Now, how to care for your Christmas plants

January 02, 2007|by ANNETTE IPSAN

Santa brought you a gorgeous bushel-basket-sized poinsettia for Christmas. And a dainty cyclamen. And a handful of paperwhite bulbs.

Now what?

How do you care for holiday plants so they thrive in the New Year?

Here are a few tips to maximize their blooms and beauty.

Poinsettias are tropical plants, so they like warm and moist conditions. Place them in bright - but not direct - light where no drafts will chill them. Keep the soil moist, but not soggy.

If your plant is wrapped in foil, poke a hole in the bottom so water can drain properly (a good tip for all foiled plants). Expect blooms for several weeks.


Christmas cactuses also like bright, indirect light and are very easy to care for. Unlike other cactuses, they do like a bit more water, so keep the soil moist. Christmas cactuses make great houseplants with intricate blossoms in red, white, pink and salmon.

Amaryllis are holiday drama queens, sending up clusters of large lilylike blooms on thick stems. If you received an amaryllis in bud or bloom, put it in a sunny spot in a room that stays 60 degrees or warmer. Let the soil dry between watering.

If your gift was an amaryllis bulb, pot it in sterile soil in a container just larger than the bulb. Allow a third of the bulb - called the "nose" - to stick above the soil.

Water thoroughly and move it to a sunny spot when it sprouts. Amaryllis bloom about four weeks after they sprout and keep blooming for about a month.

Paperwhite Narcissus are spring bulbs that are easy to force indoors. They sport an abundance of small white daffodillike blooms.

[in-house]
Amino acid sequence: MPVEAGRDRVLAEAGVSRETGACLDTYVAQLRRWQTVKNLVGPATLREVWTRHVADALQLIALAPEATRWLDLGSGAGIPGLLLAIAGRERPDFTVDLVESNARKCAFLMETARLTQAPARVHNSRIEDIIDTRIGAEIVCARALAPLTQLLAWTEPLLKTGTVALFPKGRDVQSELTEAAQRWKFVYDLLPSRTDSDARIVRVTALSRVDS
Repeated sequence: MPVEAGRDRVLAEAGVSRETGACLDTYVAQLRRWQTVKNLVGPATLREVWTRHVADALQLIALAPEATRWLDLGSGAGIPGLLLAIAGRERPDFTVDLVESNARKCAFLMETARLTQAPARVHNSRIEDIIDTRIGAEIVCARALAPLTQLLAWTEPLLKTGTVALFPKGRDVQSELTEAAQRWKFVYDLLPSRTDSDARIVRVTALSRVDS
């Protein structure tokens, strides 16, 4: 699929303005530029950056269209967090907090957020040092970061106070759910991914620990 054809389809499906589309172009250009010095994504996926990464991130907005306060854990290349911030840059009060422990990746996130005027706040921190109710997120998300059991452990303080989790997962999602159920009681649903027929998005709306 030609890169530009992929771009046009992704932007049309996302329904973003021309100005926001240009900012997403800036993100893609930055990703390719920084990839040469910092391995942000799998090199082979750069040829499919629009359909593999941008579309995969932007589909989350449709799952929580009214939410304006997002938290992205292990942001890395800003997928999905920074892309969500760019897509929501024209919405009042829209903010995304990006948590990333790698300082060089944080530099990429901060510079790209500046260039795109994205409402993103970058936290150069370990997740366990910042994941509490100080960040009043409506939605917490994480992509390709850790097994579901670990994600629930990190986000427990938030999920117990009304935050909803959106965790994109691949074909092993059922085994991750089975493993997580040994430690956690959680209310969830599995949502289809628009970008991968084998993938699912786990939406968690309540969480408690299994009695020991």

You either love the heady fragrance or, well, you don't.

If you received paperwhite bulbs as a gift, choose a shallow pot for planting. Put an inch of sterile potting soil or gravel in the pot. (They grow in either soil or water.)

Tuck the bulbs in tight, pointed ends up. Add more soil or gravel until half of the bulbs are covered.

Water thoroughly and often to keep the paperwhite bulbs moist. Put them in a cool, well-lighted room until the shoots are an inch tall.

Then, move them to a warmer spot and enjoy their blooms for four to eight weeks. If their tall stems start to topple, support them with a few thin bamboo stakes or chopsticks, and tie them with decorative raffia.

Paperwhites bloom only once, so discard the bulbs after you've enjoyed their show.

Cyclamen bloom profusely and boast handsomely mottled foliage. Delicate and charming, they hold their red, white or pink blooms high above the leaves like handfuls of scarves fluttering in the breeze.

Unfortunately, lovely as they are, they are a bit fussy.They like temperatures between 50 and 65 degrees and very bright light, a climate that's difficult to find in most homes.

Water them as you would a violet, from the bottom with room temperature water. I love this plant, but often am frustrated by its temperament.

The Christmas cactus is the real star of the holiday plant parade for longevity.

I know many people who have kept them for years, sharing cuttings with friends and enjoying plants that grow to sizeable girth. My mother-in-law has one that is nearly 2 feet wide and 3 feet long that smothers itself in blooms every year.

However, most of these plants are fickle at best.

Yes, poinsettias, amaryllis and cyclamen can be kept year-round and forced to bloom again after varying periods of darkness and dormancy.

But honestly, I never bother. It's just too much bother to track X hours of darkness for Y weeks at Z temperatures. Plants are supposed to be fun!

So my holiday plants are just that - those that add rich color and beauty to the season.

However, if you love a challenge and want to try to keep these plants going, check out these Web sites: or

Or e-mail me at or call me at 301-791-1604 and I would be happy to send you some information, along with my well-wishes for a happy New Year for you and your plants.

Annette Ipsan is the Extension educator for horticulture and the Master Gardener program in Washington County for the University of Maryland Cooperative Extension. She can be reached weekdays at 301-791-1604, or by e-mail at

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